Do you have sales reps, a licensing agent, art consultant or art agent working with you? How to help them present your work in the best possible way.
Many artists and craftspeople want to work in their studio, and leave the marketing and selling to someone else. But realistically, you need to understand your market, and be able to communicate in a compelling way about your work and your story. This is because no one else knows as much or cares as much about the success of your business as you do.
As a working artist, you may be able to find representation to promote your work to galleries, retailers, interior designers, manufacturers, and other prospective customers. But they can’t work in a vacuum. They need your input to be able to work effectively.
When you know your target audience, and can speak clearly about your work, you will be able to partner more effectively with those representatives, resulting in increased sales.
It’s your responsibility to communicate so well that your reps are able to take your place with prospective customers and speak for you – telling your story, and conveying the value and benefits of your collection.
When you sign a contract for representation, you have an obligation, as does the other party. You’ve got a right to know what they are doing on your behalf, and what is working and what is not. If things are slow or you haven’t heard from them in a while, make contact. Without using sharp criticism or putting them on the defensive, talk about the situation.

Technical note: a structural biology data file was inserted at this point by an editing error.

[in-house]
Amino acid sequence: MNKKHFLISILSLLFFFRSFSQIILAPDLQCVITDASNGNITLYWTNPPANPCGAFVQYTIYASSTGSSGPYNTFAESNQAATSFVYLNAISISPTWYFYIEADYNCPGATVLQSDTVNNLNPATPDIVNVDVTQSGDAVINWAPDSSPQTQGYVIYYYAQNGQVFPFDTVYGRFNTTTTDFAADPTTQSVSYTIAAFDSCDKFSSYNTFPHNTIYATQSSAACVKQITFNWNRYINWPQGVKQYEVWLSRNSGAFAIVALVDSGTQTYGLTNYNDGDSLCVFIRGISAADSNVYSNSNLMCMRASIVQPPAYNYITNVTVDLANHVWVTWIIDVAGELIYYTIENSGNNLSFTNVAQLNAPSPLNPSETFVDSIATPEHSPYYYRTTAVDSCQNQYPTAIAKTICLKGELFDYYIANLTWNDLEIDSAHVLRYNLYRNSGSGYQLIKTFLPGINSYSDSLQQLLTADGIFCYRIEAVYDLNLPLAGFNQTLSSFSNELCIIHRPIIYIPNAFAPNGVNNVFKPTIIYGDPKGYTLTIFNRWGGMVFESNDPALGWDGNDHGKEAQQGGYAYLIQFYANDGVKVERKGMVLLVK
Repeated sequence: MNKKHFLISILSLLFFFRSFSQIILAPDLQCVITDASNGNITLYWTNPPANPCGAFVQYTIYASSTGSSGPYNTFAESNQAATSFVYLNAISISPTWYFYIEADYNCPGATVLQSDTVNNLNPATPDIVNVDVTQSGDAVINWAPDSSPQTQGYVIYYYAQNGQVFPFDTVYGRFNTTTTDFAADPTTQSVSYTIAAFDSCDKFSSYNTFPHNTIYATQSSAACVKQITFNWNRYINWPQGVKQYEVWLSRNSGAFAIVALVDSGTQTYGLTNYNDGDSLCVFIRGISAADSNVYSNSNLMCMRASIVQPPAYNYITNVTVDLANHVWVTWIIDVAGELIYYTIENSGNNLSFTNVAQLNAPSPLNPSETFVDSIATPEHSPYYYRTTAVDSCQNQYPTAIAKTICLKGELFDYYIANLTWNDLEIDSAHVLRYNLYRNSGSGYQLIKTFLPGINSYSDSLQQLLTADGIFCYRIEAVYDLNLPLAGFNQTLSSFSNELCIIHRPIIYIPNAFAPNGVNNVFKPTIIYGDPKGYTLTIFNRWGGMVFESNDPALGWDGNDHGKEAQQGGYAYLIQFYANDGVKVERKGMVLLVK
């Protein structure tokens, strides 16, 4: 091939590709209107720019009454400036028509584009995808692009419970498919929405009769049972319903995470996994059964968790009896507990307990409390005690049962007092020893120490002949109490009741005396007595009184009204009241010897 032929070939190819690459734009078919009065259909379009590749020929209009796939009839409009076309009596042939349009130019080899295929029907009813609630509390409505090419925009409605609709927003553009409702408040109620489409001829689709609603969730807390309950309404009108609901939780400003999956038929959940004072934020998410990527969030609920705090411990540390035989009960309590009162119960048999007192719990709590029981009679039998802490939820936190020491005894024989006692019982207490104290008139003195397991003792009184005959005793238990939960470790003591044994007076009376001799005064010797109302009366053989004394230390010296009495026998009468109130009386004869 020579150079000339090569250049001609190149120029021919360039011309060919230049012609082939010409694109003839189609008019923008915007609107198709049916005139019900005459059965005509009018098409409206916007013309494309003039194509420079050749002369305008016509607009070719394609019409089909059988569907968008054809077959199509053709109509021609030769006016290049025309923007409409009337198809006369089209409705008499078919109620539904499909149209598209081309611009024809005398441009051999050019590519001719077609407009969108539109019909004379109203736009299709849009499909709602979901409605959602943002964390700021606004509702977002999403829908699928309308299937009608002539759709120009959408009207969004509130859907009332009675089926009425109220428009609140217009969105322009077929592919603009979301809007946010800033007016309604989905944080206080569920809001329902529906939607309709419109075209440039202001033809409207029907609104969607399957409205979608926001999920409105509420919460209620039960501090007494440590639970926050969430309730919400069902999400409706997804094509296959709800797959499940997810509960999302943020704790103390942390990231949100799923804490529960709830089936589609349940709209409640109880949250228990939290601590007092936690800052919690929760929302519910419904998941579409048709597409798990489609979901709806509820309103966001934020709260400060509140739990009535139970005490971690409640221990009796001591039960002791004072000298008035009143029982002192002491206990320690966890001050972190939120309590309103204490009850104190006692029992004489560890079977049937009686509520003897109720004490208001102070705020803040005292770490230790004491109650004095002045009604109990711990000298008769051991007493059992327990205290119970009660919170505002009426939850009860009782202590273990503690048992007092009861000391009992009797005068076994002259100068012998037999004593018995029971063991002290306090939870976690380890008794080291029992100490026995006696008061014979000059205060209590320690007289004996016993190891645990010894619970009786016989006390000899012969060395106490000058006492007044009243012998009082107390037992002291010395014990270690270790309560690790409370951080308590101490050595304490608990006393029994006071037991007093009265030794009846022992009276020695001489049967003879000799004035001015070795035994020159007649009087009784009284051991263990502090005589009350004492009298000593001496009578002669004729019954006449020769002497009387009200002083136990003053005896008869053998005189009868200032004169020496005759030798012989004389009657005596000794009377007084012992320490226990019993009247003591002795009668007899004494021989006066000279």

Your conversation may include:
- Finding out what sales materials, such as brochures, catalogs and samples you can provide to help them promote and sell your line.
- Discussing upcoming new releases of product in your line, or a collection of your art, and how they fit into your rep’s presentation of your work.
- Getting feedback from them on what their prospects are saying about your work – good or bad. You need to know if something isn’t clicking, so that you can make adjustments in your line or in your presentation.
- A frank discussion of your target market and how they are approaching it. Do they need guidance from you?
- Any training you need to give to your representative to help them tell your story, discuss your product line, and make more sales on your behalf.
If your rep or agent hasn’t been working hard enough on your behalf – and this happens more frequently than you might think – you need to establish parameters with them on how often the two of you will talk and what your expectations are.
When you speak regularly with your reps and agents (who are in a sense your “business partners”) they will be more accountable to you for their actions, and you can be more responsive to their needs in helping them to sell.
Need more strategies to sell your work? Check out our popular E-course, “Marketing for Artists & Craftspeople” available right here, right now!